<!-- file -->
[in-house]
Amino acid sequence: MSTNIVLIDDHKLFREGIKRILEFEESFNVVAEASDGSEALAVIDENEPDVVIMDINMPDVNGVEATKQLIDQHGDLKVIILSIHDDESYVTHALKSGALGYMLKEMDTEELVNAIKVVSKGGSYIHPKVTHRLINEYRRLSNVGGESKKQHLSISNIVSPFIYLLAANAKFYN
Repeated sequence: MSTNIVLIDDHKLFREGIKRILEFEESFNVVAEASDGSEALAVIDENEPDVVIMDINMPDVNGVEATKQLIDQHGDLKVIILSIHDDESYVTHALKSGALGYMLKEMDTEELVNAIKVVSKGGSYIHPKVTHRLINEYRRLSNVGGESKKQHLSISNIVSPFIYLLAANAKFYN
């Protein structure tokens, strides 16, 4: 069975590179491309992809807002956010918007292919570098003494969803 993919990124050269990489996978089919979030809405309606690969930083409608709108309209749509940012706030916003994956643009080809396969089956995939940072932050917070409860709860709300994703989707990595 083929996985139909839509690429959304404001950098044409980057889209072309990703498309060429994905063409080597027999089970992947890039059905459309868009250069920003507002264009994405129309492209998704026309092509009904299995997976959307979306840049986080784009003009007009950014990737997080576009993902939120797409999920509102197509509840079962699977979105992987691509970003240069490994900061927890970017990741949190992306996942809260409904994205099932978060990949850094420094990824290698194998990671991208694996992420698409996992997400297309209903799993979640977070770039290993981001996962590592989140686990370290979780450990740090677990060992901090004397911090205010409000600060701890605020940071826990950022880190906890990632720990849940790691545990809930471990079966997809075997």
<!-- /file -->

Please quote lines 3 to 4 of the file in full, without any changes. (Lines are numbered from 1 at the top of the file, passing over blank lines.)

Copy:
Repeated sequence: MSTNIVLIDDHKLFREGIKRILEFEESFNVVAEASDGSEALAVIDENEPDVVIMDINMPDVNGVEATKQLIDQHGDLKVIILSIHDDESYVTHALKSGALGYMLKEMDTEELVNAIKVVSKGGSYIHPKVTHRLINEYRRLSNVGGESKKQHLSISNIVSPFIYLLAANAKFYN
């Protein structure tokens, strides 16, 4: 069975590179491309992809807002956010918007292919570098003494969803 993919990124050269990489996978089919979030809405309606690969930083409608709108309209749509940012706030916003994956643009080809396969089956995939940072932050917070409860709860709300994703989707990595 083929996985139909839509690429959304404001950098044409980057889209072309990703498309060429994905063409080597027999089970992947890039059905459309868009250069920003507002264009994405129309492209998704026309092509009904299995997976959307979306840049986080784009003009007009950014990737997080576009993902939120797409999920509102197509509840079962699977979105992987691509970003240069490994900061927890970017990741949190992306996942809260409904994205099932978060990949850094420094990824290698194998990671991208694996992420698409996992997400297309209903799993979640977070770039290993981001996962590592989140686990370290979780450990740090677990060992901090004397911090205010409000600060701890605020940071826990950022880190906890990632720990849940790691545990809930471990079966997809075997």